The meeting in the Ethiopian capital, planned as a second round of the talks started in January to end Angola's widening civil war, had been set up by the UN Special Envoy to Angola, Margaret Anstee.
The Unita delegation from Angola did not show up, despite agreeing to do so. It was left to two Unita representatives from New York and London to explain that the two-month-old battle for the central highlands city of Huambo made it impossible for the negotiators to travel.
Ms Anstee, seeing 18 months of a UN-supervised peace process on the brink of final collapse, offered to send planes and helicopters
to fetch the Unita officials from Huambo. Unita, however, rejected the offer.
Some military analysts believe that Unita is unwilling to negotiate seriously until its forces have won the battle for Huambo. The nation's second city is the political capital of the central highlands, home of the Ovimbundu people who form the bulk of Mr Savimbi's popular support. Government soldiers and anti-riot police have held out longer than many analysts believed possible, and the progress of a relief column from the coastal town of Benguela means an outright Unita victory is far from certain.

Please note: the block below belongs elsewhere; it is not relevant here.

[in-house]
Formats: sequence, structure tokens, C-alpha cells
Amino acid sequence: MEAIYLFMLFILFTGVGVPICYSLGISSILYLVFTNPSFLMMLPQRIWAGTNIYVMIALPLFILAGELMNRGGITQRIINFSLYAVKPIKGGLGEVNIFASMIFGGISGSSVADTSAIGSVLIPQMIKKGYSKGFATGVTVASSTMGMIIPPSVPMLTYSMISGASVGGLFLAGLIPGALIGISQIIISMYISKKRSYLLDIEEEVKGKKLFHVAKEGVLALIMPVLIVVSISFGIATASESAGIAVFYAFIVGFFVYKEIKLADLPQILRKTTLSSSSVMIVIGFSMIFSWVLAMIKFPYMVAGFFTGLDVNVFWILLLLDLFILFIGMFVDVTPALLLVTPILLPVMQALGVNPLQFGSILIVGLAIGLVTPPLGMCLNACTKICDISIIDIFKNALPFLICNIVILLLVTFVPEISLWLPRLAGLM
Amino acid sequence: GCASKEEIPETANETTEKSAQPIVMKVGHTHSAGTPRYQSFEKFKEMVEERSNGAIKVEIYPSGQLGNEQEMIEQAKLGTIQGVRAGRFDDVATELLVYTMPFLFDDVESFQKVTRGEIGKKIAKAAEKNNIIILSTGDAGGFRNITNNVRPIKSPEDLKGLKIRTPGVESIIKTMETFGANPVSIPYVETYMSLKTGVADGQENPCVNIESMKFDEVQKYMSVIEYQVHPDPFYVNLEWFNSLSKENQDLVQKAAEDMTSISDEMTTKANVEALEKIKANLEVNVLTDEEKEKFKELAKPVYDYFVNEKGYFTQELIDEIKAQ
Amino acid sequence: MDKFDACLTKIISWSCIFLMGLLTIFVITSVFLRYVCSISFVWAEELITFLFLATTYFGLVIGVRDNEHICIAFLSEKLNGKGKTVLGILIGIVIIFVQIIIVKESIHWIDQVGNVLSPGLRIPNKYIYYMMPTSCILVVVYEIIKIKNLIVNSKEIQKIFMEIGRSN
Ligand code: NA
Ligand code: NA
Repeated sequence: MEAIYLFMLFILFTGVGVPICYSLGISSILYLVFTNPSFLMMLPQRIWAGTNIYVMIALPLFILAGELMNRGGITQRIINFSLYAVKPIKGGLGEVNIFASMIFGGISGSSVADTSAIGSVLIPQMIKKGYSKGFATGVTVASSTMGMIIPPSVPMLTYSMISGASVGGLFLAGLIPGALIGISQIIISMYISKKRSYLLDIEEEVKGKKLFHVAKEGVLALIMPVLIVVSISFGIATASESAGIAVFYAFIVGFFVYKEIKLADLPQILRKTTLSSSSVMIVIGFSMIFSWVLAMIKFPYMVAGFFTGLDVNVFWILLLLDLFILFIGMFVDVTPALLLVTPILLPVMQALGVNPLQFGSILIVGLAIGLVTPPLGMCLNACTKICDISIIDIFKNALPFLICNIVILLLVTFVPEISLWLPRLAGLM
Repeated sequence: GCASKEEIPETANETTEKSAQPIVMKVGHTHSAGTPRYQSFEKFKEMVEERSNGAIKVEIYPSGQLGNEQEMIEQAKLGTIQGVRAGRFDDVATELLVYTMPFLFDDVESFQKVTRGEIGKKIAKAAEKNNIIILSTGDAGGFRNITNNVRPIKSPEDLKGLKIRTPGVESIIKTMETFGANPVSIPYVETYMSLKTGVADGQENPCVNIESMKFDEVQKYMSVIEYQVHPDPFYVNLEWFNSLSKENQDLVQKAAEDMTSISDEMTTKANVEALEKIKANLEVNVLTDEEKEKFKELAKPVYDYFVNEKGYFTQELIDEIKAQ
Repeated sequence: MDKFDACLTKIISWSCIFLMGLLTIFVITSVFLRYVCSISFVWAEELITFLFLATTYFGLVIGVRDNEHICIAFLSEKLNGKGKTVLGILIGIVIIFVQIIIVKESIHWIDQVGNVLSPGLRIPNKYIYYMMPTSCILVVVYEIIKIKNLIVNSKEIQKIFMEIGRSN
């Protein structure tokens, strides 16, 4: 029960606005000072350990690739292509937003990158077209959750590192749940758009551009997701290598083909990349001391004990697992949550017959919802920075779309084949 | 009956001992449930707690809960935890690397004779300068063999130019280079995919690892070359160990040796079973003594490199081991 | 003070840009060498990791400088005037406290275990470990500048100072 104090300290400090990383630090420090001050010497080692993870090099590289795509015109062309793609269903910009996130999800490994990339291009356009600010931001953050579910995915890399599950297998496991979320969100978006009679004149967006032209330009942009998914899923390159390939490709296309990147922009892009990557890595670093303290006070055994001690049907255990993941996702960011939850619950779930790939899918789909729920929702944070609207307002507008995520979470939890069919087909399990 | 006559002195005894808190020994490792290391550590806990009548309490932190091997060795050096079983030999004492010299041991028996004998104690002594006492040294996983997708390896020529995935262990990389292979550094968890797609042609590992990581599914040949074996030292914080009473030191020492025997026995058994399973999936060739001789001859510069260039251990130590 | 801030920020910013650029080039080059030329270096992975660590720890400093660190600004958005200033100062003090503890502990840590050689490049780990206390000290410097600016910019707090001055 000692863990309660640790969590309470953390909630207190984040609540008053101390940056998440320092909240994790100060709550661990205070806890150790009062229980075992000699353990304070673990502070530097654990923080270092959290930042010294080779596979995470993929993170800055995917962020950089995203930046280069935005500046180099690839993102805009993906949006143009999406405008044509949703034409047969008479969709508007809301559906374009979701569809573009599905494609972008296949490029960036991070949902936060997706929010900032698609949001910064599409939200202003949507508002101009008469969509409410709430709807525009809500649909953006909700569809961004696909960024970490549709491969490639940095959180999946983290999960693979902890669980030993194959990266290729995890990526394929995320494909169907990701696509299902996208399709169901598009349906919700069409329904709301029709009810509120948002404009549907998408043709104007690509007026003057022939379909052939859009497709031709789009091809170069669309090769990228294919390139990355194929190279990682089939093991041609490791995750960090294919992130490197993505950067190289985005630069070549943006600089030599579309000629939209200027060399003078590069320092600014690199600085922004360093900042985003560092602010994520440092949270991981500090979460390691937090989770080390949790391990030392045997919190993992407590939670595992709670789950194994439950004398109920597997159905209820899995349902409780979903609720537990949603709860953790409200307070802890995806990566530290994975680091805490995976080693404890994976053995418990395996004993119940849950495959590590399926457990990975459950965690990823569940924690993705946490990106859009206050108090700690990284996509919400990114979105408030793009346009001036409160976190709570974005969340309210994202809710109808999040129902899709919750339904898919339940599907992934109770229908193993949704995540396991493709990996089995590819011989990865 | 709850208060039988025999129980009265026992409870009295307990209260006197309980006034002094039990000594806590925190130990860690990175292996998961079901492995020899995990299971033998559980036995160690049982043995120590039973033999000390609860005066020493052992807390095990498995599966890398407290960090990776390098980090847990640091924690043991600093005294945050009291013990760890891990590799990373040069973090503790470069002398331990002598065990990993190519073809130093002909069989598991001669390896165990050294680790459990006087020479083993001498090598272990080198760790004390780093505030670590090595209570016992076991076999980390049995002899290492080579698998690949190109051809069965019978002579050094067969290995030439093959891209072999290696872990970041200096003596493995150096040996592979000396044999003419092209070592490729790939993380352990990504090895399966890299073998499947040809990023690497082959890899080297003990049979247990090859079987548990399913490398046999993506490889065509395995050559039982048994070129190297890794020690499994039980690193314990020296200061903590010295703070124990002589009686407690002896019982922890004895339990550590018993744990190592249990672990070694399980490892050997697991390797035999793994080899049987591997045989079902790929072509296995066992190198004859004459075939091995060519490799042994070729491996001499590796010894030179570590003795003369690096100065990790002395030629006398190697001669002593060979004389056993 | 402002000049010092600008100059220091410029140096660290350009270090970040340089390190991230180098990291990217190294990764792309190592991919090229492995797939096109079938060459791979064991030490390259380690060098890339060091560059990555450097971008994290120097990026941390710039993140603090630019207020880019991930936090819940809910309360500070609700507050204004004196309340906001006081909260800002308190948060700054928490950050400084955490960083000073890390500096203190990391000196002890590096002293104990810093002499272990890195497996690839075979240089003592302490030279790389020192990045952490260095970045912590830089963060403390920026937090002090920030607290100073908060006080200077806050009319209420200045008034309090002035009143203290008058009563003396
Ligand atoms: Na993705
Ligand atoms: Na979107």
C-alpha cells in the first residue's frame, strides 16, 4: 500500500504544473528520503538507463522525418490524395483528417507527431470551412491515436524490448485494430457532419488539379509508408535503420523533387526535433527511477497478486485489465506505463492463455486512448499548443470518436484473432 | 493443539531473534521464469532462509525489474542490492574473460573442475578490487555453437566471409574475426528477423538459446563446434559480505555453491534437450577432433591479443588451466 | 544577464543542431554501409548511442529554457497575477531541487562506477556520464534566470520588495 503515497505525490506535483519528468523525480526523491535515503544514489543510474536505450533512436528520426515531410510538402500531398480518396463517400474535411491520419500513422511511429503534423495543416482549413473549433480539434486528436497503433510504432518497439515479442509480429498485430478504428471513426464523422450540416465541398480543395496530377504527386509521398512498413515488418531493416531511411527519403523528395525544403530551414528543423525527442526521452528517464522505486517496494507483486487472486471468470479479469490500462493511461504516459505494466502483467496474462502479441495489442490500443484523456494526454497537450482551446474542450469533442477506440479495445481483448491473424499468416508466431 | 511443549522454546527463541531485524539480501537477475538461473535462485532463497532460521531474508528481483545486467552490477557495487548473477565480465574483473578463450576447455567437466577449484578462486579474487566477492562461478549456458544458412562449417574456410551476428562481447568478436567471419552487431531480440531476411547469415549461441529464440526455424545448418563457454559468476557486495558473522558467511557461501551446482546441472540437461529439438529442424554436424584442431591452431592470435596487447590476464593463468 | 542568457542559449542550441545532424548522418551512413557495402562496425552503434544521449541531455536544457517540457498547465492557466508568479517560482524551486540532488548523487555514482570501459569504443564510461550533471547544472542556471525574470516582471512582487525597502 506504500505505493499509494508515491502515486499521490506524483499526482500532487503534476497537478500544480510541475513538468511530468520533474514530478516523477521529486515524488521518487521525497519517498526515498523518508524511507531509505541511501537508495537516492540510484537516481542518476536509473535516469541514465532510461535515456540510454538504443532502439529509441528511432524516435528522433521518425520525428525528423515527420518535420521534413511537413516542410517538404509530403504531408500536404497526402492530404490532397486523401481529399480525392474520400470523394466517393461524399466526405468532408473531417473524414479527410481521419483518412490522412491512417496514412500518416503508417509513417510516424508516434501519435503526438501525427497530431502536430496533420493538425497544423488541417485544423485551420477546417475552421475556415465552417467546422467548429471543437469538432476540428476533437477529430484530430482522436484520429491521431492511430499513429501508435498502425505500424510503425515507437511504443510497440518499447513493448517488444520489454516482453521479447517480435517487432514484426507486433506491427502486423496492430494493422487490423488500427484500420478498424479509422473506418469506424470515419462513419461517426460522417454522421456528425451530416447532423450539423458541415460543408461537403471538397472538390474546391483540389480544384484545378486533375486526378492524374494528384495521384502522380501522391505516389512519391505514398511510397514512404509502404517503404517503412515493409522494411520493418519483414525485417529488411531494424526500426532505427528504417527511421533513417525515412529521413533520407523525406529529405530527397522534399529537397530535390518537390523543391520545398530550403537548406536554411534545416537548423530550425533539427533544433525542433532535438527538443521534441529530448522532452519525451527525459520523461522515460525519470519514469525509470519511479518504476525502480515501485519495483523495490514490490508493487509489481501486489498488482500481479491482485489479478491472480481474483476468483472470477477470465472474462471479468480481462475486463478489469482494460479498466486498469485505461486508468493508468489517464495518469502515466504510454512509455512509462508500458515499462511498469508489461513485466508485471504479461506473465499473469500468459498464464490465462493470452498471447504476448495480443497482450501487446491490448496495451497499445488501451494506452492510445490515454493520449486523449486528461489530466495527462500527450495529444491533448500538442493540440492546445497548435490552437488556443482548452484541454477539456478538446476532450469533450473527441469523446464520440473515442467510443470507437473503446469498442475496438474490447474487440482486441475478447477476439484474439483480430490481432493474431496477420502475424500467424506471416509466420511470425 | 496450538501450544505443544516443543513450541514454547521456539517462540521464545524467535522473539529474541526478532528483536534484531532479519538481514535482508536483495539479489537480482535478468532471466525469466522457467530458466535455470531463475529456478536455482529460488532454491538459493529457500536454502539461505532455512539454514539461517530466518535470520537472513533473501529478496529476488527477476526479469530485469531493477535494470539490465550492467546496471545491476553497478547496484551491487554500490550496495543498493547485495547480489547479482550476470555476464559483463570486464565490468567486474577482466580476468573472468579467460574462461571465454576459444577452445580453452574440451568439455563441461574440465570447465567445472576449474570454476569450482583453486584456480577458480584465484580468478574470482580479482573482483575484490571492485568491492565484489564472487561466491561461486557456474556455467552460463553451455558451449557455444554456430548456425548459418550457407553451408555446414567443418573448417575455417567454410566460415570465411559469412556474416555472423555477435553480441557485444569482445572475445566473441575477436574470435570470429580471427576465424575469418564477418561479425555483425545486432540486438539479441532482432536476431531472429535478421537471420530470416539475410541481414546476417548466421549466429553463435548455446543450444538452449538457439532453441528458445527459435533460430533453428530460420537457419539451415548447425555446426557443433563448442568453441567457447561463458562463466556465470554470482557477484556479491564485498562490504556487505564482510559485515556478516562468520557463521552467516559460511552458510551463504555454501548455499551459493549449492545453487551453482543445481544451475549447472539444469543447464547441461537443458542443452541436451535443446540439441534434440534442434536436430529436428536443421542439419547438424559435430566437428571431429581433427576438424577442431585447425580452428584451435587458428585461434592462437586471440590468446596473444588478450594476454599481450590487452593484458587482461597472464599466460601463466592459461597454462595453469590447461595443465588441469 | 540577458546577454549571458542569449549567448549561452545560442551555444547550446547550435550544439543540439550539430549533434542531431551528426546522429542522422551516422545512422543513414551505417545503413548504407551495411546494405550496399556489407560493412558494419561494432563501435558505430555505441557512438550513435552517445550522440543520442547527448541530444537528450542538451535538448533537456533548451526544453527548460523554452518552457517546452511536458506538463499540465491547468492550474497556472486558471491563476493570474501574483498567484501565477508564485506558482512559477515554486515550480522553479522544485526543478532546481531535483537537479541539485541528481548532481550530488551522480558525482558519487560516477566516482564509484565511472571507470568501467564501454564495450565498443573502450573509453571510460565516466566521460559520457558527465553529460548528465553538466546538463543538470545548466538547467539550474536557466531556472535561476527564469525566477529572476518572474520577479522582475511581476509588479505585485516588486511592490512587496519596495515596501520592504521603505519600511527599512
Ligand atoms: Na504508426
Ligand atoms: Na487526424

Ms Anstee had set up the Addis Ababa negotiations in the hope of reaching agreement on a ceasefire in the latest round of fighting, which has claimed around 15,000 lives and left central Huambo in ruins.
Relief workers evacuated from the town in January spoke of widespread destruction with no hospital facilities, no doctors, no water, no electricity and no food supplies. World Food Programme officials in Luanda have warned that up to 3 million people nationwide could soon face severe food shortages.
The violence resumed in October following Mr Savimbi's decision to reject his defeat in Angola's first-ever multi-party elections, withdraw his troops from the Unified Armed Forces, and return to the bush.
The UN and the international community - having believed Mr Savimbi's pledge to respect the results of the elections - have pleaded, negotiated and even threatened the rebel leader to no avail.
While some of the tactics of security forces and armed civilians loyal to President Jose Eduardo dos Santos's ruling Popular Movement for the Liberation of Angola (MPLA) against Unita supporters have resulted in serious human rights abuses, most observers put the blame for restarting the war squarely on Mr Savimbi.
Unita's failure to attend the peace talks is likely to increase pressure on President Bill Clinton's administration to recognise the MPLA government and on the international community to slap sanctions on Unita, such as banning any food and medical supplies to rebel-held areas and closing down Unita offices in Europe and the US.